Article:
All was not bad, however, because as a reaction to the Project Runway looks, which seemed to be very 70's influenced, I started looking again at 70's fashion, and remembering . . . oh yeah, the 70's, that blissfully ignorant time before AIDS awareness and the herpes epidemic, when people believed that cocaine wasn't addictive, suburbanites were swinging, groupies became superstars, the beautiful people were doing screwing in the dark corners of Studio 54, and Fire Island was one big orgy, was a damn sexy time. In case anyone didn't get the idea, the designers made clothes that were transparent, cut down to there and held on by a couple of strings, not to mention teeny-tiny hot pants that in no way resembled Granny's panties. But most of the faux retro clothes on Project Runway were not sexy at all, with the exception of Michael Costello's occasional foray into Halston territory.
To backtrack, my trip down nostalgia lane really started with the Hewlett Packard product placement design-your-own-print gimmick episode. In those episodes (a total of two, so far) technology and the creative opportunities are talked up, and the designers faked excitement over their chance to, well, design. Then most of them made garments that used the smallest amount possible of their mostly dreary grey and black prints, leaving me to wonder whether the contestants' print and color phobias arose because they are all colorblind, or because they're so self-absorbed that they've never looked at any clothing except the stuff they design themselves. For a print fetishist like me, watching those dreary messes come down the runway was torture.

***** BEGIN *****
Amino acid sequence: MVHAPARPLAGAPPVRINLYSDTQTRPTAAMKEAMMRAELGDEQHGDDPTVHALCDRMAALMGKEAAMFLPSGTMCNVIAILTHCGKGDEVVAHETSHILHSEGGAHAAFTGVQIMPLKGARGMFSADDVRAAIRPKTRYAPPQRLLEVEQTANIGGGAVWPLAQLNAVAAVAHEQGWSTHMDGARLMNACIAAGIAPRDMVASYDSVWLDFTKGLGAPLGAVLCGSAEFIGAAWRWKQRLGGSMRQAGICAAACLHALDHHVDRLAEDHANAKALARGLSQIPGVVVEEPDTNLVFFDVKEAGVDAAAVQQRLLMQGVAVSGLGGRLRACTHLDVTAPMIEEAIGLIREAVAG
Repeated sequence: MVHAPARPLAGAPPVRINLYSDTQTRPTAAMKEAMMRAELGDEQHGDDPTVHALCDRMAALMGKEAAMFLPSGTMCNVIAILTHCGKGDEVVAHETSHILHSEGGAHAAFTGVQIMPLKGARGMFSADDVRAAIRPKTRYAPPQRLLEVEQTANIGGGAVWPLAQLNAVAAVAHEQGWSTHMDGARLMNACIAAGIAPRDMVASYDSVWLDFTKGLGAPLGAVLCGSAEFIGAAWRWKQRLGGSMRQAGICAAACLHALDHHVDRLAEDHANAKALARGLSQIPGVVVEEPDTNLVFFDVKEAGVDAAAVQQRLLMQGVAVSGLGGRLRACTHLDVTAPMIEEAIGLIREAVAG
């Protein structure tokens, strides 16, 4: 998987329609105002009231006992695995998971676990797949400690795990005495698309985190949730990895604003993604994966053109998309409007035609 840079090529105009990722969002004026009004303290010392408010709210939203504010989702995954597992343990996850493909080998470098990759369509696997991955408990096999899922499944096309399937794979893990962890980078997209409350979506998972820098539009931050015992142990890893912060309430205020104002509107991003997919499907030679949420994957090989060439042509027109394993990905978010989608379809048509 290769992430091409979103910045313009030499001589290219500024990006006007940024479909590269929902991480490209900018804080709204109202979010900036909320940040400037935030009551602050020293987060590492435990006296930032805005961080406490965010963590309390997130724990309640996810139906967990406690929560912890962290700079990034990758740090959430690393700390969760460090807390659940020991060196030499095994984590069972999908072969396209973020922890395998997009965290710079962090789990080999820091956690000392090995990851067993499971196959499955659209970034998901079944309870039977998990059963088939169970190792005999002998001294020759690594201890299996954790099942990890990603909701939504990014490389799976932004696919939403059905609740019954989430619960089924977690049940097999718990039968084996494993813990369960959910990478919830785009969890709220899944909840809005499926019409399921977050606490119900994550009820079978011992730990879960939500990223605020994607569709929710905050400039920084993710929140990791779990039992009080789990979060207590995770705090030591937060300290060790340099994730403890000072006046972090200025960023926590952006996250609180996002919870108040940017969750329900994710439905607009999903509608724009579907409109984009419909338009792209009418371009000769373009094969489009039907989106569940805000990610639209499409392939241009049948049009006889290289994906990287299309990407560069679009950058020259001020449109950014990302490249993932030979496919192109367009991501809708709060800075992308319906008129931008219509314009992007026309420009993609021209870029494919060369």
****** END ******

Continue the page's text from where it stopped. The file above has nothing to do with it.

All that made me think of Great Prints I Have Known, which made me think of Celia Birtwell, fabric designing star of the late 60's and 70's, which made me think of her husband, Ossie Clark, Designer to Rock Star Girlfriends. Thinking of Celia Birtwell and Ossie Clark is always a Good Thing.
|Mr and Mrs Clark and Percy by David Hockney, Tate Collection|
Looking at vintage Ossie Clark clothing is an even better thing, for example:
|Ossie Clark Print Blouse, Costume Institute, Metropolitan Museum of Art|
|Ossie Clark Print Dresses featured at The Hoard Gazette|
Look! Prints and fabulosity!!! Enduring fabulosity, in fact, given that vintage Ossie is always in high demand and very expensive. [To gaze on more fabulosity, print or otherwise, see the sold gallery at C20 Vintage Fashion. To buy vintage Ossie, try Shrimpton Couture, Posh Vintage, or Vintage-a-Peel. Alas, vintage Ossie seems to come only in size 0 – 4, being made in the days before breast implants and waistline inflation became endemic. *Le Sigh*
But back to Project Runway, briefly. Gretchen did patterns for the finale, possibly to challenge Mondo on his own turf, but . . . brown? For Spring? I don't dislike brown clothing as much as I dislike, say, brown comforter covers (I own, for example, two lush and lovely brown mink coats – oh, get over it, they're both vintage; those nasty cat-killing, chicken-eating rodents would have died of old age long before now), and yeah, yeah, I know that there are no rules about color any more, but geez, when Mother Nature is throwing color around, don't you think designers should too?Goes to show what I know: when I first saw Mondo's collection, way back in September, I saw his bubble dress and thought: "That's it, that's the winning look." Heh.
Unlike everyone else in the world, I actually liked Andy's headpieces, in fact, I liked them better than I liked his clothes.
To sum up: Everything y'all thought and said about Gretchen's win is correct. I mostly said and I continue to say, "What the hell were they thinking?"
I am enjoying The Fashion Show on Bravo -- it's way better than last year.